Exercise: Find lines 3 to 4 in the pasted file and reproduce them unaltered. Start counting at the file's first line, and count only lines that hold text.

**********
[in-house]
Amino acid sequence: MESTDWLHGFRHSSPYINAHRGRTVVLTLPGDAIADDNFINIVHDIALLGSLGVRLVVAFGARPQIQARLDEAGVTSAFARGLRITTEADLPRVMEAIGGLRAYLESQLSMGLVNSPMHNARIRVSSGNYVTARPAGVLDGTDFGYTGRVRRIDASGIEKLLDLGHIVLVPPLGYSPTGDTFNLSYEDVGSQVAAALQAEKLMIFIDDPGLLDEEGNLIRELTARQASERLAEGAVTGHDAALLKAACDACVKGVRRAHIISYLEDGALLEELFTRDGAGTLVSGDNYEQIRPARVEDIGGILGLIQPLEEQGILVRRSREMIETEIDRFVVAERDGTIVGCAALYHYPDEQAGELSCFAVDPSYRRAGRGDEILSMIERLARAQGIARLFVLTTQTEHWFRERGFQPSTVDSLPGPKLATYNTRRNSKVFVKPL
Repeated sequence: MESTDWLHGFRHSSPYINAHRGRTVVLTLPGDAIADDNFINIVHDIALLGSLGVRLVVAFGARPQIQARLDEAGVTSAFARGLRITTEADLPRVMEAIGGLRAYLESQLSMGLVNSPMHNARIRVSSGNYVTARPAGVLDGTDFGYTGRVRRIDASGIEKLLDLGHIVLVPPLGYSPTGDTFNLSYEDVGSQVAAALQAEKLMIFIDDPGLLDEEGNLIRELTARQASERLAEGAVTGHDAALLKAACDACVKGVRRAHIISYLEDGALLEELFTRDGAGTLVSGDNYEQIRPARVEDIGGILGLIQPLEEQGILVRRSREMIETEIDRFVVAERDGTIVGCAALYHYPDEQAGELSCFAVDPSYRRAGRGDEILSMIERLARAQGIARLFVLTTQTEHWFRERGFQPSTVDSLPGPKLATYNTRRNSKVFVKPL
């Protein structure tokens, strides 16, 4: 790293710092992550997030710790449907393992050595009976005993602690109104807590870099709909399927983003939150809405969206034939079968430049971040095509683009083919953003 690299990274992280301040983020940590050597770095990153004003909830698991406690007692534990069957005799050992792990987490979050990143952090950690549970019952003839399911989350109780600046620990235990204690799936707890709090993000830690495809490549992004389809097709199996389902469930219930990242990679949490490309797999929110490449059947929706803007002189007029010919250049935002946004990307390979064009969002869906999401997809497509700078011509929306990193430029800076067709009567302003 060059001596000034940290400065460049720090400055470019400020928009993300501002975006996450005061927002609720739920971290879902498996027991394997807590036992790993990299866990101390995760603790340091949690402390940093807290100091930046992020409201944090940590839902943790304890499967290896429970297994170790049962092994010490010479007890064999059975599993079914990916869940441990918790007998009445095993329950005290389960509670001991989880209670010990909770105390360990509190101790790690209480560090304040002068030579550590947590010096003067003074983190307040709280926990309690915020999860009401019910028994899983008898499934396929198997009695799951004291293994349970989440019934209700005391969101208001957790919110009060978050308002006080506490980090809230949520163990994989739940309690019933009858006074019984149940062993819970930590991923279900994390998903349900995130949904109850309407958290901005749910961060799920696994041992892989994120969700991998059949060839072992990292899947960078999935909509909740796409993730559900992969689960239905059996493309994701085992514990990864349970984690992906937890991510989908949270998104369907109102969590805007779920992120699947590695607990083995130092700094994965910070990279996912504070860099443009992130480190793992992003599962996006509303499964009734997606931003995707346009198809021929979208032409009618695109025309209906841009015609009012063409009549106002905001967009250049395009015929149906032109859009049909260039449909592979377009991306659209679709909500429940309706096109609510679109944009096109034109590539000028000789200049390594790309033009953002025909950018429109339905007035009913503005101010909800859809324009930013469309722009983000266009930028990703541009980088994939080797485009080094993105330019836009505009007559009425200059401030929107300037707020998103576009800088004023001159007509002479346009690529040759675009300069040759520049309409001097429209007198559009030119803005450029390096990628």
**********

Repeated sequence: MESTDWLHGFRHSSPYINAHRGRTVVLTLPGDAIADDNFINIVHDIALLGSLGVRLVVAFGARPQIQARLDEAGVTSAFARGLRITTEADLPRVMEAIGGLRAYLESQLSMGLVNSPMHNARIRVSSGNYVTARPAGVLDGTDFGYTGRVRRIDASGIEKLLDLGHIVLVPPLGYSPTGDTFNLSYEDVGSQVAAALQAEKLMIFIDDPGLLDEEGNLIRELTARQASERLAEGAVTGHDAALLKAACDACVKGVRRAHIISYLEDGALLEELFTRDGAGTLVSGDNYEQIRPARVEDIGGILGLIQPLEEQGILVRRSREMIETEIDRFVVAERDGTIVGCAALYHYPDEQAGELSCFAVDPSYRRAGRGDEILSMIERLARAQGIARLFVLTTQTEHWFRERGFQPSTVDSLPGPKLATYNTRRNSKVFVKPL
């Protein structure tokens, strides 16, 4: 790293710092992550997030710790449907393992050595009976005993602690109104807590870099709909399927983003939150809405969206034939079968430049971040095509683009083919953003 690299990274992280301040983020940590050597770095990153004003909830698991406690007692534990069957005799050992792990987490979050990143952090950690549970019952003839399911989350109780600046620990235990204690799936707890709090993000830690495809490549992004389809097709199996389902469930219930990242990679949490490309797999929110490449059947929706803007002189007029010919250049935002946004990307390979064009969002869906999401997809497509700078011509929306990193430029800076067709009567302003 060059001596000034940290400065460049720090400055470019400020928009993300501002975006996450005061927002609720739920971290879902498996027991394997807590036992790993990299866990101390995760603790340091949690402390940093807290100091930046992020409201944090940590839902943790304890499967290896429970297994170790049962092994010490010479007890064999059975599993079914990916869940441990918790007998009445095993329950005290389960509670001991989880209670010990909770105390360990509190101790790690209480560090304040002068030579550590947590010096003067003074983190307040709280926990309690915020999860009401019910028994899983008898499934396929198997009695799951004291293994349970989440019934209700005391969101208001957790919110009060978050308002006080506490980090809230949520163990994989739940309690019933009858006074019984149940062993819970930590991923279900994390998903349900995130949904109850309407958290901005749910961060799920696994041992892989994120969700991998059949060839072992990292899947960078999935909509909740796409993730559900992969689960239905059996493309994701085992514990990864349970984690992906937890991510989908949270998104369907109102969590805007779920992120699947590695607990083995130092700094994965910070990279996912504070860099443009992130480190793992992003599962996006509303499964009734997606931003995707346009198809021929979208032409009618695109025309209906841009015609009012063409009549106002905001967009250049395009015929149906032109859009049909260039449909592979377009991306659209679709909500429940309706096109609510679109944009096109034109590539000028000789200049390594790309033009953002025909950018429109339905007035009913503005101010909800859809324009930013469309722009983000266009930028990703541009980088994939080797485009080094993105330019836009505009007559009425200059401030929107300037707020998103576009800088004023001159007509002479346009690529040759675009300069040759520049309409001097429209007198559009030119803005450029390096990628």